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Home Industry News Reduced salt intake ‘could help address night-time urination’

Reduced salt intake ‘could help address night-time urination’

27th March 2017

New research has indicated that the need to urinate frequently during the night could be addressed simply by cutting the amount of salt in a person's diet.

Led by Nagasaki University, the research studied salt intake in a group of 321 men and women who had a high salt intake and problems sleeping. The study group were Japanese, a population that tends to have a higher-than-average salt intake.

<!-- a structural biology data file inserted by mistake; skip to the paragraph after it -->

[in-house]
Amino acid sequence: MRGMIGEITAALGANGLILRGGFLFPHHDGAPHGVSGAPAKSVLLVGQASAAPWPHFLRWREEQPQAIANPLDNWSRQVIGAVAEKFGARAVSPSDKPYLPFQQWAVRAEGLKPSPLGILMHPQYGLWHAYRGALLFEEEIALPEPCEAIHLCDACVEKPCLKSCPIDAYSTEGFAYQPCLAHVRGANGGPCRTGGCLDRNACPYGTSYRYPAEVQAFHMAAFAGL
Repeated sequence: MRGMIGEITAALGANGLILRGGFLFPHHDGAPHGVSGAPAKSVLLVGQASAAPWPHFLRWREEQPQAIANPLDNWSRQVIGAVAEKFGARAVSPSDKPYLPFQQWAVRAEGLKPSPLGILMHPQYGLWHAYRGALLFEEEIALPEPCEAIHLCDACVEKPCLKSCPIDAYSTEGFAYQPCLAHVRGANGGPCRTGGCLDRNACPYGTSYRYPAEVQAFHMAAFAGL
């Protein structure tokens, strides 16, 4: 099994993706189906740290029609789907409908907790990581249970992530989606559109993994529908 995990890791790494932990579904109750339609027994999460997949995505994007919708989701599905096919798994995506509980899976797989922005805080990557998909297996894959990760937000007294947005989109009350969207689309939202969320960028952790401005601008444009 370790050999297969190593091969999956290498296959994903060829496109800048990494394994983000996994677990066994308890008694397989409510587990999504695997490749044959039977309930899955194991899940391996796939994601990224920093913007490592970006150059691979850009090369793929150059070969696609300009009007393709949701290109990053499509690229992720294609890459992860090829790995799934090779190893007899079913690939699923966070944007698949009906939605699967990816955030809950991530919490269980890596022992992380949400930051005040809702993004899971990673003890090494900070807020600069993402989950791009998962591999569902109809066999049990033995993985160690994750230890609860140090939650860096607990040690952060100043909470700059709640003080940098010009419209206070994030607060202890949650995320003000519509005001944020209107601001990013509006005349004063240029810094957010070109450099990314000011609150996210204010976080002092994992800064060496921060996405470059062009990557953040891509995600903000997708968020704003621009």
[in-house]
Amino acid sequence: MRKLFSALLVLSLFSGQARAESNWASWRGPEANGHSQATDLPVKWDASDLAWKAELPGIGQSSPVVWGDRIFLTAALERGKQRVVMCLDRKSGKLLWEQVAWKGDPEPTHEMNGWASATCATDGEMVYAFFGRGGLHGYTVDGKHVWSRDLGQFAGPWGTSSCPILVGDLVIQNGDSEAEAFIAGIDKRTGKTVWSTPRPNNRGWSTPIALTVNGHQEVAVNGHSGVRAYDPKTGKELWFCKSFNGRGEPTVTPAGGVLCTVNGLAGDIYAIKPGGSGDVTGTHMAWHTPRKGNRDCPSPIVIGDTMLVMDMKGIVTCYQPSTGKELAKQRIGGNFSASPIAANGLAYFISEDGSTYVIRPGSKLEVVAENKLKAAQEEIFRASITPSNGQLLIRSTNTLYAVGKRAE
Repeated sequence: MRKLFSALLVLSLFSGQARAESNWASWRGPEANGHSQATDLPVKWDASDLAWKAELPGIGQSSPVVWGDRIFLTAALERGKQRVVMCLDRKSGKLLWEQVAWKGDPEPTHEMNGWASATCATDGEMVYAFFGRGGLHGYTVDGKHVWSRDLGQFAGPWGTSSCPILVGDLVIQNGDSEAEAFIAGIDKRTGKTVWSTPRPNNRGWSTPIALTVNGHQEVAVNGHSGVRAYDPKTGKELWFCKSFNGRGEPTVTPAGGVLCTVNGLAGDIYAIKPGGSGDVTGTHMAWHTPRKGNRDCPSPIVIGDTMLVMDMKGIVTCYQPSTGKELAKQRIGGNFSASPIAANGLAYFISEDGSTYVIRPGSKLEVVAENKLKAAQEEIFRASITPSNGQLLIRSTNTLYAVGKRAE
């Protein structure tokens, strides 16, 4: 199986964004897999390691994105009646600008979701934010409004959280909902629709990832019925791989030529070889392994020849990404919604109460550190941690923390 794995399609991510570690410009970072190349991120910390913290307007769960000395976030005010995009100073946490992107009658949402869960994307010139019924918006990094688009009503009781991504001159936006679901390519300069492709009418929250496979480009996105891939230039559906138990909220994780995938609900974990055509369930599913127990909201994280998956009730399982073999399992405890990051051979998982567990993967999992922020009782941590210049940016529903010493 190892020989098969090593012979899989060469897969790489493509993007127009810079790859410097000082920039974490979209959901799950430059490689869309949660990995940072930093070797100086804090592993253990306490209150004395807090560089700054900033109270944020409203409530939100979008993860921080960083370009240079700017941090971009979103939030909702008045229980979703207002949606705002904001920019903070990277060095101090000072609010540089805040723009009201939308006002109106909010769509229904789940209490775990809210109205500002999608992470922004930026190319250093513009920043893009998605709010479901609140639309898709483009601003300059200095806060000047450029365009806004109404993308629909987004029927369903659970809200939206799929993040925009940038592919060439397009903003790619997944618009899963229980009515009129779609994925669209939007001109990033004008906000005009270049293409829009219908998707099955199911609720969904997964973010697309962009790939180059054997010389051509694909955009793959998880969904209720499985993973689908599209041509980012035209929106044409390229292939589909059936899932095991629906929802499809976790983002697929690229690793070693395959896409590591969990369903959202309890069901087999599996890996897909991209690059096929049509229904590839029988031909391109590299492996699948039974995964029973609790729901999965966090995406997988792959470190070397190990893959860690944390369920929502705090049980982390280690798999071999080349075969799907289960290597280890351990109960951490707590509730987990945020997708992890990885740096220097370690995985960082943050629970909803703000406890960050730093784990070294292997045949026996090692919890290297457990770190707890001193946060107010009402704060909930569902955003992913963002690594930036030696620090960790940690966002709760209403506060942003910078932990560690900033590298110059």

It was shown that 223 members of the group were able to reduce their salt intake from 10.7 gm per day to 8.0 gm per day, with their average night-time frequency of urination dropping from 2.3 times to 1.4 times per night. Similar benefits were also seen during the day.

By contrast, 98 subjects increased their average daily salt intake from 9.6 gm to 11 gm, with their need to urinate increasing from 2.3 times to 2.7 times per night.

The report also indicated that reducing the need to go to the bathroom at night led to a marked improvement in the quality of life of the participants.

Dr Matsuo Tomohiro from Nagasaki University said: "Night-time urination is a real problem for many people, especially as they get older. This work holds out the possibility that a simple dietary modification might significantly improve the quality of life for many people."

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